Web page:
PORTLAND, Ore. (AP) — Senior staffers of U.S. Rep. David Wu were so alarmed over the Oregon Democrat’s erratic behavior just days before the November election that they demanded he enter a hospital for psychiatric treatment, a newspaper reported last week.
The Oregonian, citing interviews with a number of anonymous staff members, reported on its website that Wu was increasingly unpredictable on the campaign trial and in private last fall. He had several angry and loud outbursts and sometimes said “kooky” things to staff and potential voters and donors.
A similar report was carried on the Willamette Week newspaper’s website on Friday.
Wu, 55, who was born in Taiwan, was elected to Congress in 1998 and became the first Chinese American to serve in the U.S. House of Representatives.
The fact that Wu was in the middle of a difficult re-election campaign from his Portland-area district made his behavior particularly worrisome to staff who organized a meeting with the congressman at his campaign headquarters on Oct. 30, with a psychiatrist joining by speakerphone.
“This is way beyond acceptable levels and the charade needs to end NOW,” wrote Lisa Grove, a senior and long-serving campaign pollster, in an e-mail to colleagues the day of the meeting. “No enabling by any potential enablers, he needs help.”
Wu was defiant and left the meeting, saying he was going to a movie, sources told The Oregonian.
The newspaper said its account was based on interviews with multiple sources who worked for Wu in his congressional office and his campaign. The people interviewed talked on the condition they not be named, and The Oregonian said their stories were consistent and backed up by e-mails.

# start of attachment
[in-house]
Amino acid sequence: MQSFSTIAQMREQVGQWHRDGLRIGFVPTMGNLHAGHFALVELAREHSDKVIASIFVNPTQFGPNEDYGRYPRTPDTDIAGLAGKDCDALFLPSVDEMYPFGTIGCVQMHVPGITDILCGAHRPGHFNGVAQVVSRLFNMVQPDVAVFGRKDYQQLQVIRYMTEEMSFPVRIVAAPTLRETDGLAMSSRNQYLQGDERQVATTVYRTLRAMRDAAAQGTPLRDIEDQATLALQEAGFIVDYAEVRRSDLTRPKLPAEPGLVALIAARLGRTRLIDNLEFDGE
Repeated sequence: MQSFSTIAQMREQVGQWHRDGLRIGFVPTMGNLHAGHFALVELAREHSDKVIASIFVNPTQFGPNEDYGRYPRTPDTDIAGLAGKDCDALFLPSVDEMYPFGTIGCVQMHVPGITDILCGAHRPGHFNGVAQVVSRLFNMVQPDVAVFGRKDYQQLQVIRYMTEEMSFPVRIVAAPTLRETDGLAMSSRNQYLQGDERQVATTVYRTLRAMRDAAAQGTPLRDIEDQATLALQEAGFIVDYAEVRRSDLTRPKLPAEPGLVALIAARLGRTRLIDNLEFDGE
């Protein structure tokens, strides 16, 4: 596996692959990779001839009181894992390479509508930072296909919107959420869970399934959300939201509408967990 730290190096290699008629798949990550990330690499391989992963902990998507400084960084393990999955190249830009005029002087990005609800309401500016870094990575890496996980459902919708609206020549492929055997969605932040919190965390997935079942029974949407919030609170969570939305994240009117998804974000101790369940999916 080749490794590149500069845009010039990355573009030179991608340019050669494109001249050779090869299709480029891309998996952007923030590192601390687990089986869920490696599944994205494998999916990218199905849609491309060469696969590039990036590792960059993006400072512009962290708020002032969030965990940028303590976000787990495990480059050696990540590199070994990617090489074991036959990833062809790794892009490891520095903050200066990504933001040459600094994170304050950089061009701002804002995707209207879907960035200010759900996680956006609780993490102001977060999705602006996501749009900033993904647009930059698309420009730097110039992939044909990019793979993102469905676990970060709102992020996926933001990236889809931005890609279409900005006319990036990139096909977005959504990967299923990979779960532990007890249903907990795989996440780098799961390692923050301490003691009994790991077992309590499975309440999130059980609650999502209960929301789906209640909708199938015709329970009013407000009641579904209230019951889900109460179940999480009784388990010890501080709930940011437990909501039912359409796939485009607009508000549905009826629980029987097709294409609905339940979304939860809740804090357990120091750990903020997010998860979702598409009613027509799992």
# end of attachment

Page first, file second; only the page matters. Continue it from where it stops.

The newspaper said the 55-year-old Wu declined to be interviewed for its story. But his office provided a statement late Friday with the congressman saying he hasn’t always been at his best with staff and constituents and that he has sought professional medical care.
“Some of my stress was derived from a very tough campaign, but I was also dealing with raising two children alone and the death of my father,” Wu said in the statement. “I fully acknowledge that I could have dealt with these difficult circumstances better.”
After the Oct. 30 meeting, the campaign essentially shut down, the newspaper said. While no public announcement was made, Wu did not have another formal campaign event until he emerged on the night of Nov. 2 after winning a seventh term.
Since the election, Wu has lost at least six staffers, including his longtime chief of staff, Julie Tippens, and communications director, Julia Krahe, both in Washington, D.C. The Oregonian earlier reported that Wu also has lost nearly the entire political team that has been with him for more than a decade, including chief fundraiser Lisa Kurdziel and Grove. ♦